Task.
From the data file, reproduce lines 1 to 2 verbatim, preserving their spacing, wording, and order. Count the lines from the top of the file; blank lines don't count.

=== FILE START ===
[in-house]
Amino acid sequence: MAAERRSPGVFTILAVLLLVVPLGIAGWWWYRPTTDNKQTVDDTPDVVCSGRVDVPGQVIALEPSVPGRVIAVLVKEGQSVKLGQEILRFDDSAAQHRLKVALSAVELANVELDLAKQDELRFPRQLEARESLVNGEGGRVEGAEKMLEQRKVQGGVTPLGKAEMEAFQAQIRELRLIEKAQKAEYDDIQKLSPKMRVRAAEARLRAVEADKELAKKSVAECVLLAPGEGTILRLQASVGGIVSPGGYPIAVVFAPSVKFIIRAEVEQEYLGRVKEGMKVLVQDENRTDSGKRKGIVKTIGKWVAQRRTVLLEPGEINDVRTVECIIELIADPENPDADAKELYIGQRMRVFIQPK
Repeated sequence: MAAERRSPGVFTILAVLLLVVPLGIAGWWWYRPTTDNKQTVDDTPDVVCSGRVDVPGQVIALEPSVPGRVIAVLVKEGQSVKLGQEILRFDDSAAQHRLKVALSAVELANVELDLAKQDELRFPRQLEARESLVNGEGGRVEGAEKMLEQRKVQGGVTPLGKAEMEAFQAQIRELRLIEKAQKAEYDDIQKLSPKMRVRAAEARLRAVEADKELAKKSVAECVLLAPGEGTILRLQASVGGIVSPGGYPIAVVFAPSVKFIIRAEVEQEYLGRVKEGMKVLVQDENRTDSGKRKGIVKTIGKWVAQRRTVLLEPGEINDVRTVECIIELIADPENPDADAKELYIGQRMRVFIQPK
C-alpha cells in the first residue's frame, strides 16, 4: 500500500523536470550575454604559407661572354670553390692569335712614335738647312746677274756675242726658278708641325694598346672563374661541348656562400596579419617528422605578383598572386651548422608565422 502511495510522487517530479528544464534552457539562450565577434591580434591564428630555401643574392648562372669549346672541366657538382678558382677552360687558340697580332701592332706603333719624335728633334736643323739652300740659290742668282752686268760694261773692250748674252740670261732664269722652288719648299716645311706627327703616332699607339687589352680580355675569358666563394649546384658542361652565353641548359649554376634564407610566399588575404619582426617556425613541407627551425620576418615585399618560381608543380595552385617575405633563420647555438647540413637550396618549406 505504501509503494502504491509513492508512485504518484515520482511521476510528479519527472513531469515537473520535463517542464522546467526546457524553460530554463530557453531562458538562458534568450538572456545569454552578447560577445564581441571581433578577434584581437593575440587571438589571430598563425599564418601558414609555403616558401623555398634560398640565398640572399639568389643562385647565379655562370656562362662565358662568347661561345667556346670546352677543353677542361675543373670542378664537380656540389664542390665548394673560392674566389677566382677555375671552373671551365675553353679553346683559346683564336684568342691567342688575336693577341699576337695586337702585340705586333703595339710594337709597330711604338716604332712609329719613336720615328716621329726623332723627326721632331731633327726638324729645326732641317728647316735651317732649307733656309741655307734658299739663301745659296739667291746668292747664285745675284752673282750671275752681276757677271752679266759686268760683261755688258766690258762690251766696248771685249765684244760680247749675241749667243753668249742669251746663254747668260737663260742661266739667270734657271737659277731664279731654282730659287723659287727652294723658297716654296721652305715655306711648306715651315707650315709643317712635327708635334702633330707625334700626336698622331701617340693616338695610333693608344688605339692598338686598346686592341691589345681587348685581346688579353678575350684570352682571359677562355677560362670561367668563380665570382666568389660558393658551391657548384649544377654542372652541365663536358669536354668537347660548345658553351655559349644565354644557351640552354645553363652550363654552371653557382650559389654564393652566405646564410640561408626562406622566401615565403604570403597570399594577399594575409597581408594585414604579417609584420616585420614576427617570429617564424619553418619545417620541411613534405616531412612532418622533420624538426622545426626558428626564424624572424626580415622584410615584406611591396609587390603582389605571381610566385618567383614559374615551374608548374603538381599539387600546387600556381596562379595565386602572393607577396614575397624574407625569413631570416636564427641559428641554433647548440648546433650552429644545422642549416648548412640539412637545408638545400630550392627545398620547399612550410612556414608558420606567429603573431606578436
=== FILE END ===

[in-house]
Amino acid sequence: MAAERRSPGVFTILAVLLLVVPLGIAGWWWYRPTTDNKQTVDDTPDVVCSGRVDVPGQVIALEPSVPGRVIAVLVKEGQSVKLGQEILRFDDSAAQHRLKVALSAVELANVELDLAKQDELRFPRQLEARESLVNGEGGRVEGAEKMLEQRKVQGGVTPLGKAEMEAFQAQIRELRLIEKAQKAEYDDIQKLSPKMRVRAAEARLRAVEADKELAKKSVAECVLLAPGEGTILRLQASVGGIVSPGGYPIAVVFAPSVKFIIRAEVEQEYLGRVKEGMKVLVQDENRTDSGKRKGIVKTIGKWVAQRRTVLLEPGEINDVRTVECIIELIADPENPDADAKELYIGQRMRVFIQPK